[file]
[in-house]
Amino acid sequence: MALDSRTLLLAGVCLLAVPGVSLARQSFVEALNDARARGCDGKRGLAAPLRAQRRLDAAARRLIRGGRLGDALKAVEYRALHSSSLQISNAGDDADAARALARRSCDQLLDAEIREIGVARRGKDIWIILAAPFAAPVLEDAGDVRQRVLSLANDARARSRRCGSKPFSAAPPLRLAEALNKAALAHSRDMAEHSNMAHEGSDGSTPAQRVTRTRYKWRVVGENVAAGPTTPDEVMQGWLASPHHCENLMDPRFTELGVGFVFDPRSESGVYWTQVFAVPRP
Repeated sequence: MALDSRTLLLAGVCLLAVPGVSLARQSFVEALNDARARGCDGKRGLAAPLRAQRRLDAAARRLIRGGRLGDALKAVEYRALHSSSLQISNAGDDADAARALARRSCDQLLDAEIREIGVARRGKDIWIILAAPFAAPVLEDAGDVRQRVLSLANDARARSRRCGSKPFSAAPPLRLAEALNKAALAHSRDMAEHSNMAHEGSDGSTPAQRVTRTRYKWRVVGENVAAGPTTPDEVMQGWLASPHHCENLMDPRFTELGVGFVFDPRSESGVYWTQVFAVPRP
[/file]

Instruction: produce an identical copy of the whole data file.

[in-house]
Amino acid sequence: MALDSRTLLLAGVCLLAVPGVSLARQSFVEALNDARARGCDGKRGLAAPLRAQRRLDAAARRLIRGGRLGDALKAVEYRALHSSSLQISNAGDDADAARALARRSCDQLLDAEIREIGVARRGKDIWIILAAPFAAPVLEDAGDVRQRVLSLANDARARSRRCGSKPFSAAPPLRLAEALNKAALAHSRDMAEHSNMAHEGSDGSTPAQRVTRTRYKWRVVGENVAAGPTTPDEVMQGWLASPHHCENLMDPRFTELGVGFVFDPRSESGVYWTQVFAVPRP
Repeated sequence: MALDSRTLLLAGVCLLAVPGVSLARQSFVEALNDARARGCDGKRGLAAPLRAQRRLDAAARRLIRGGRLGDALKAVEYRALHSSSLQISNAGDDADAARALARRSCDQLLDAEIREIGVARRGKDIWIILAAPFAAPVLEDAGDVRQRVLSLANDARARSRRCGSKPFSAAPPLRLAEALNKAALAHSRDMAEHSNMAHEGSDGSTPAQRVTRTRYKWRVVGENVAAGPTTPDEVMQGWLASPHHCENLMDPRFTELGVGFVFDPRSESGVYWTQVFAVPRP